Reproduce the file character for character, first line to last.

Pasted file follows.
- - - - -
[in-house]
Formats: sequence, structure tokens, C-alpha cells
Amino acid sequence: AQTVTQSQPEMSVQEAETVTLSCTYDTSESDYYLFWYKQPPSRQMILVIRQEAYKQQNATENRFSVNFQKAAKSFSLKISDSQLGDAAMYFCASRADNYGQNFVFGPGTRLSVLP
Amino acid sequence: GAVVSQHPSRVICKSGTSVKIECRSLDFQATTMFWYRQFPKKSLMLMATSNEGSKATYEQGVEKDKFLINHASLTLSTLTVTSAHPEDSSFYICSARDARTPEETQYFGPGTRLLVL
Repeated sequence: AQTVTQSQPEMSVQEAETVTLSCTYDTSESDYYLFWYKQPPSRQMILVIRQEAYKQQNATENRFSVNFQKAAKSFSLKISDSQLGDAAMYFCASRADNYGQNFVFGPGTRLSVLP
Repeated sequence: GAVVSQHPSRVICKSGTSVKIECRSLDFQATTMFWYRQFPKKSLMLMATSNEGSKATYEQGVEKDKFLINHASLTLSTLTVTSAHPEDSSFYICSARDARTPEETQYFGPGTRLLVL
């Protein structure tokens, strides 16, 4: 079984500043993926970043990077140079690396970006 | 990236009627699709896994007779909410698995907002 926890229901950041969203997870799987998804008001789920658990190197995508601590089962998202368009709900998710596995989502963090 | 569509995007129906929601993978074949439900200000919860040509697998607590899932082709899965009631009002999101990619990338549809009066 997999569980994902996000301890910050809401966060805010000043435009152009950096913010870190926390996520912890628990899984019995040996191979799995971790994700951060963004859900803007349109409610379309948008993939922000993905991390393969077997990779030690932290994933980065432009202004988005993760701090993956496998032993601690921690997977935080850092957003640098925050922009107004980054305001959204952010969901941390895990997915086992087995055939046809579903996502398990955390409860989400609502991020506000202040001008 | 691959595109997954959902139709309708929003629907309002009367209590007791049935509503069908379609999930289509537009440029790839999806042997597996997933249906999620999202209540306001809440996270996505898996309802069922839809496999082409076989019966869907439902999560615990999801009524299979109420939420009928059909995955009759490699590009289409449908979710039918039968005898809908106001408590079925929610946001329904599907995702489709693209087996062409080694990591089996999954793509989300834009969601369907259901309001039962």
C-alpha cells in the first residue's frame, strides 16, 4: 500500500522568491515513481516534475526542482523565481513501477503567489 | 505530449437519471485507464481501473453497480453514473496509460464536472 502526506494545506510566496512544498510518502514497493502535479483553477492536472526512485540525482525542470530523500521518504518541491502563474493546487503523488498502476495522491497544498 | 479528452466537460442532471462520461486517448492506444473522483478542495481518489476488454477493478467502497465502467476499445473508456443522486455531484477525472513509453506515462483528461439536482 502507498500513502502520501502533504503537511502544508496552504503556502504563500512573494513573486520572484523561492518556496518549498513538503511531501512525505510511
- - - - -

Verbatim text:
[in-house]
Formats: sequence, structure tokens, C-alpha cells
Amino acid sequence: AQTVTQSQPEMSVQEAETVTLSCTYDTSESDYYLFWYKQPPSRQMILVIRQEAYKQQNATENRFSVNFQKAAKSFSLKISDSQLGDAAMYFCASRADNYGQNFVFGPGTRLSVLP
Amino acid sequence: GAVVSQHPSRVICKSGTSVKIECRSLDFQATTMFWYRQFPKKSLMLMATSNEGSKATYEQGVEKDKFLINHASLTLSTLTVTSAHPEDSSFYICSARDARTPEETQYFGPGTRLLVL
Repeated sequence: AQTVTQSQPEMSVQEAETVTLSCTYDTSESDYYLFWYKQPPSRQMILVIRQEAYKQQNATENRFSVNFQKAAKSFSLKISDSQLGDAAMYFCASRADNYGQNFVFGPGTRLSVLP
Repeated sequence: GAVVSQHPSRVICKSGTSVKIECRSLDFQATTMFWYRQFPKKSLMLMATSNEGSKATYEQGVEKDKFLINHASLTLSTLTVTSAHPEDSSFYICSARDARTPEETQYFGPGTRLLVL
């Protein structure tokens, strides 16, 4: 079984500043993926970043990077140079690396970006 | 990236009627699709896994007779909410698995907002 926890229901950041969203997870799987998804008001789920658990190197995508601590089962998202368009709900998710596995989502963090 | 569509995007129906929601993978074949439900200000919860040509697998607590899932082709899965009631009002999101990619990338549809009066 997999569980994902996000301890910050809401966060805010000043435009152009950096913010870190926390996520912890628990899984019995040996191979799995971790994700951060963004859900803007349109409610379309948008993939922000993905991390393969077997990779030690932290994933980065432009202004988005993760701090993956496998032993601690921690997977935080850092957003640098925050922009107004980054305001959204952010969901941390895990997915086992087995055939046809579903996502398990955390409860989400609502991020506000202040001008 | 691959595109997954959902139709309708929003629907309002009367209590007791049935509503069908379609999930289509537009440029790839999806042997597996997933249906999620999202209540306001809440996270996505898996309802069922839809496999082409076989019966869907439902999560615990999801009524299979109420939420009928059909995955009759490699590009289409449908979710039918039968005898809908106001408590079925929610946001329904599907995702489709693209087996062409080694990591089996999954793509989300834009969601369907259901309001039962």
C-alpha cells in the first residue's frame, strides 16, 4: 500500500522568491515513481516534475526542482523565481513501477503567489 | 505530449437519471485507464481501473453497480453514473496509460464536472 502526506494545506510566496512544498510518502514497493502535479483553477492536472526512485540525482525542470530523500521518504518541491502563474493546487503523488498502476495522491497544498 | 479528452466537460442532471462520461486517448492506444473522483478542495481518489476488454477493478467502497465502467476499445473508456443522486455531484477525472513509453506515462483528461439536482 502507498500513502502520501502533504503537511502544508496552504503556502504563500512573494513573486520572484523561492518556496518549498513538503511531501512525505510511